How to lower interest rates on credit cards
Be prepared before calling your provider.
How to negotiate lower interest rates on credit cards
Negotiating with your card provider for a lower APR can result in a big financial win for you. Plus, there isn’t really a downside to making the request, as the worst that can happen is you’ll get a “No.”
Here are a few tips to help you navigate your negotiation smoothly.
Know your credit score
Your credit score is important because it affects whether your card provider sees you as a responsible borrower. The higher your credit score, the better chances you have of getting your APR lowered.
There are many services that let you check your credit score. For example, Credit Verify can get you instant access to your Trans Union credit score for only $1 for your first 7 days. Once this trial period ends you’ll have to pay a monthly fee of $19.95.
If your credit score is below 670, you may want to work on it before asking for a rate decrease. The two main ways to increase your score are making on-time debt payments over a long period and keeping your credit utilization low.
Find credit card offers from other providers
You can get prequalified for credit cards from certain providers without affecting your credit score. If you’re getting credit card offers in the mail, save them.
Getting credit card offers means you fit the credit profile of someone who would likely be approved. It also means you have other options if you become unhappy with your current provider. Simply mention to your provider that you’ve received these offers, which will help you negotiate a rate decrease.
Prepare for your call
Before you call your provider, prepare a few talking points. In addition to having a strong credit score and getting prequalified for other cards, here are a few other factors that can help your case:
- You’ve been a customer for a long time.
- You have a significant history of on-time payments.
- You recently got a raise.
Ultimately, getting your APR lowered is often as simple as calling your provider, saying you’re seeking a rate decrease and explaining why you should get one.
Be respectful when speaking to your provider
When you call your provider, it helps to be kind to the representative — they may be more willing to do you a favor simply because you’re polite.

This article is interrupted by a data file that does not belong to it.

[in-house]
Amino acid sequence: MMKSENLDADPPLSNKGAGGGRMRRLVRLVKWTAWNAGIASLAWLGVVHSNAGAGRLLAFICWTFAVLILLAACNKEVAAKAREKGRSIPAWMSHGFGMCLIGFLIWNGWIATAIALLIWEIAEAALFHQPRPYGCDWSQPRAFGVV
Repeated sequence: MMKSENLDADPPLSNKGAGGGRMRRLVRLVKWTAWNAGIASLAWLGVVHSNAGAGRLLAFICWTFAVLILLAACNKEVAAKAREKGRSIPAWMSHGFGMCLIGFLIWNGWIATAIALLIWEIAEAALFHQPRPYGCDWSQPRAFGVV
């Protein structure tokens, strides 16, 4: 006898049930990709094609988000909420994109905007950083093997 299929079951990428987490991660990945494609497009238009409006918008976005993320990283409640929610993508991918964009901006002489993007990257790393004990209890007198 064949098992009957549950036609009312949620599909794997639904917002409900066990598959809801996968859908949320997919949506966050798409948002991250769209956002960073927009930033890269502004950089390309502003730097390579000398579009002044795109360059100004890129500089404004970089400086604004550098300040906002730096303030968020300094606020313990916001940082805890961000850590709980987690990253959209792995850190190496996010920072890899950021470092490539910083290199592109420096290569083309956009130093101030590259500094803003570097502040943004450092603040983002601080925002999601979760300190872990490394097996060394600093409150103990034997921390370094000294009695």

If the representative says no, consider asking to speak with a manager, who may have more authority to help you. Alternatively, call back and try your luck with another representative who might be more lenient.
What to do if you can’t negotiate a lower interest rate
If you’re having trouble negotiating a lower interest rate, here are a few steps to look into.
Apply for a lower interest credit card
If your provider won’t lower your APR but you consider yourself a strong candidate, consider a low APR credit card. Below are a few low APR credit cards we highly recommend. Some even come with a lower rate on balance transfers for a set period of time.
|Card||Why it’s great||Introductory balance transfer offer||Ongoing purchase APR||Annual fee|
|BMO Preferred Rate Mastercard||Long intro APR on balance transfers at a competitive APR||3.99% for 9 months||12.99%||$20|
|TD Emerald Flex Rate Visa Card||Offers a flexible APR based on your own personal credit profile||N/A||TD Prime¹ + 4.5% up to TD Prime + 12.75%||$25|
|Scotiabank Value Visa Card||Comes with a competitive interest rate, and you don’t need any credit history to apply||0.99% for 6 months||12.99%||$29|
Work on improving your credit score
Compare low interest rate credit cards
Oftentimes, it doesn’t hurt to call your provider and ask for an APR decrease — especially if you have a strong credit profile. If your provider won’t lower your rate, explore all of your other credit card options.
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